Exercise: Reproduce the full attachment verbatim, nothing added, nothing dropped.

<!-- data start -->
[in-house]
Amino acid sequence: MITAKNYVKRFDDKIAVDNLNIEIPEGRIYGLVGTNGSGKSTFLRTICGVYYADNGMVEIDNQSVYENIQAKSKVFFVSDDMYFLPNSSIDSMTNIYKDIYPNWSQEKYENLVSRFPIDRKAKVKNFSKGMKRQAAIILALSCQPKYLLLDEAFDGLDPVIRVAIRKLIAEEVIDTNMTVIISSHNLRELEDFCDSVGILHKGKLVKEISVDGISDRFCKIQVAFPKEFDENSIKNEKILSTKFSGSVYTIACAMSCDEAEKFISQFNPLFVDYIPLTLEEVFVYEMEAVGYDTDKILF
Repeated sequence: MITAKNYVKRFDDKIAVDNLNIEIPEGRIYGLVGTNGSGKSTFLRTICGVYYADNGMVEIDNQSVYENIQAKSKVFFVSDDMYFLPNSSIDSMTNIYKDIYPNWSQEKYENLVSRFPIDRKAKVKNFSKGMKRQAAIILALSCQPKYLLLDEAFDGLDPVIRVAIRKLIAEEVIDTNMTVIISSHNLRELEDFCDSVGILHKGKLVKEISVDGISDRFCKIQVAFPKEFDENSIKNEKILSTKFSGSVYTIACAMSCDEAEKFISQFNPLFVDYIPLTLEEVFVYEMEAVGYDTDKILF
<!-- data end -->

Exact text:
[in-house]
Amino acid sequence: MITAKNYVKRFDDKIAVDNLNIEIPEGRIYGLVGTNGSGKSTFLRTICGVYYADNGMVEIDNQSVYENIQAKSKVFFVSDDMYFLPNSSIDSMTNIYKDIYPNWSQEKYENLVSRFPIDRKAKVKNFSKGMKRQAAIILALSCQPKYLLLDEAFDGLDPVIRVAIRKLIAEEVIDTNMTVIISSHNLRELEDFCDSVGILHKGKLVKEISVDGISDRFCKIQVAFPKEFDENSIKNEKILSTKFSGSVYTIACAMSCDEAEKFISQFNPLFVDYIPLTLEEVFVYEMEAVGYDTDKILF
Repeated sequence: MITAKNYVKRFDDKIAVDNLNIEIPEGRIYGLVGTNGSGKSTFLRTICGVYYADNGMVEIDNQSVYENIQAKSKVFFVSDDMYFLPNSSIDSMTNIYKDIYPNWSQEKYENLVSRFPIDRKAKVKNFSKGMKRQAAIILALSCQPKYLLLDEAFDGLDPVIRVAIRKLIAEEVIDTNMTVIISSHNLRELEDFCDSVGILHKGKLVKEISVDGISDRFCKIQVAFPKEFDENSIKNEKILSTKFSGSVYTIACAMSCDEAEKFISQFNPLFVDYIPLTLEEVFVYEMEAVGYDTDKILF